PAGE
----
Embrace change – but always stand for something

by Editor

August 12, 2013 | 12:09 am
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Change is ubiquitous in most facets of our lives. Just in terms of employment, we will most likely change jobs more often throughout our careers than we expect. In a recent study, the U.S. Bureau of Labor Statistics found that the average American born between 1957 and 1964 held 11 jobs between the ages of 18 and 46 – that’s a new boss every 2.5 years. So how can you take advantage of such a rapidly changing world? You

shouldn’t set your career path in stone, or else you’ll be vulnerable to external events beyond your control. At the same time, if you blow whichever way the wind does, you’ll just get blown over. So how do you embrace change, while still standing for something? Embracing change Maximize your options at every step of your career so that you’re ready to react to whatever the world throws at you. Be proactive.

At your current workplace, look for untapped growth opportunities within your organization. Can you expand the customer base? Or use cloud computing in a new way? And get comfortable with uncertainty. No matter your current line of work, you can make smarter decisions by recognizing that the future is inherently unknowable.

Standing for something Although change pervades our world, two principles have remained the same over the centuries: economic fundamentals and personal integrity. In very generation, a group of companies seems to ignore the basic economic truth of profit and loss. In the late 1990s, it was the dot-com companies, many of which went out of business.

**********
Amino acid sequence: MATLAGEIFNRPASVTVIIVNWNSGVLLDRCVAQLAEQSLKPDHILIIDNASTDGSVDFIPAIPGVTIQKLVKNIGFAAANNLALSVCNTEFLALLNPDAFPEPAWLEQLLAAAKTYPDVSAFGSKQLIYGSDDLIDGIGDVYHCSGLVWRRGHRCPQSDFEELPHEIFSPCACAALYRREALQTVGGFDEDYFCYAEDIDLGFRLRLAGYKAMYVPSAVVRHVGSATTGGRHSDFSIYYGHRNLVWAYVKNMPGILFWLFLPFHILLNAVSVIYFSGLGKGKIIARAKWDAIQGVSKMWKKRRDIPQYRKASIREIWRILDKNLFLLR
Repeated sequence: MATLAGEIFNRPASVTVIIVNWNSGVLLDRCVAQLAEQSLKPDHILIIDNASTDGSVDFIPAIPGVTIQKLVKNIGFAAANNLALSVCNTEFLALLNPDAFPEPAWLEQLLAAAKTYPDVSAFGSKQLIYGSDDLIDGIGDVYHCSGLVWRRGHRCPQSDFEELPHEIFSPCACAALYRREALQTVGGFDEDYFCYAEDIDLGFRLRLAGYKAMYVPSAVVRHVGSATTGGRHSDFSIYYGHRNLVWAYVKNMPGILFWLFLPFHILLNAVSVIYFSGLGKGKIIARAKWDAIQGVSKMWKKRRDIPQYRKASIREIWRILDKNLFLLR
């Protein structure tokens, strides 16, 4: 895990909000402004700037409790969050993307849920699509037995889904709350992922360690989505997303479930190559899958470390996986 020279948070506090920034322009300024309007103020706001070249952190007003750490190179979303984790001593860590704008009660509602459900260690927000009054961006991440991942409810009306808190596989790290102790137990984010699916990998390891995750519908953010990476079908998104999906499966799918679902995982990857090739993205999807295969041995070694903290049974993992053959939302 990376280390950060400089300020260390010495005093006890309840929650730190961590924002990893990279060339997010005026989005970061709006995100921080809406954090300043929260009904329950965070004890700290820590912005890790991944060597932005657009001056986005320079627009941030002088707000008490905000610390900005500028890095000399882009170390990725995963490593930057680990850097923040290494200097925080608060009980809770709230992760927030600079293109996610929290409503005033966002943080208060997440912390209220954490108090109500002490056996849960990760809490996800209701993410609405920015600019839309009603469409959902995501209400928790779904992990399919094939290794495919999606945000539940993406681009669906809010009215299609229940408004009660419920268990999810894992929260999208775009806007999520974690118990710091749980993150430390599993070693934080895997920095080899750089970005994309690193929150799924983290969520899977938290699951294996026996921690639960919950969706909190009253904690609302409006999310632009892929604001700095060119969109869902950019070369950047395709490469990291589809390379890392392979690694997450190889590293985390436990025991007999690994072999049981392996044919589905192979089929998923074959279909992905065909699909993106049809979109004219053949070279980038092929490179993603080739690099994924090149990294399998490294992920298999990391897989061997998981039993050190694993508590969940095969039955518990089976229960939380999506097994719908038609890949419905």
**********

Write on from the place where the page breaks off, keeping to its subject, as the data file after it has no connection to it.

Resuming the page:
Today, a handful of social media firms may meet the same fate. While growing revenues and alluring ideas might capture the public’s interest, ultimately businesses can only survive if they turn a profit. Similarly, your friends, colleagues, employers and customers will always put a high premium on your integrity and your reputation.

Warren Buffett was right when he said, “It takes 20 years to build a reputation, and five minutes to ruin it.’’ It’s absolutely critical that you establish a clear code of ethics early on. In sum, be prepared to learn new skills, take advantage of new trends and adapt to unforeseen crises – if you don’t, you’ll be left behind. But never lose focus on economic fundamentals and your own personal integrity.

(Robert C. Pozen is a senior lecturer of business administration at Harvard Business School. His latest book is “Extreme Productivity: Boost Your Results, Reduce Your Hours.’’)

by Editor

August 12, 2013 | 12:09 am
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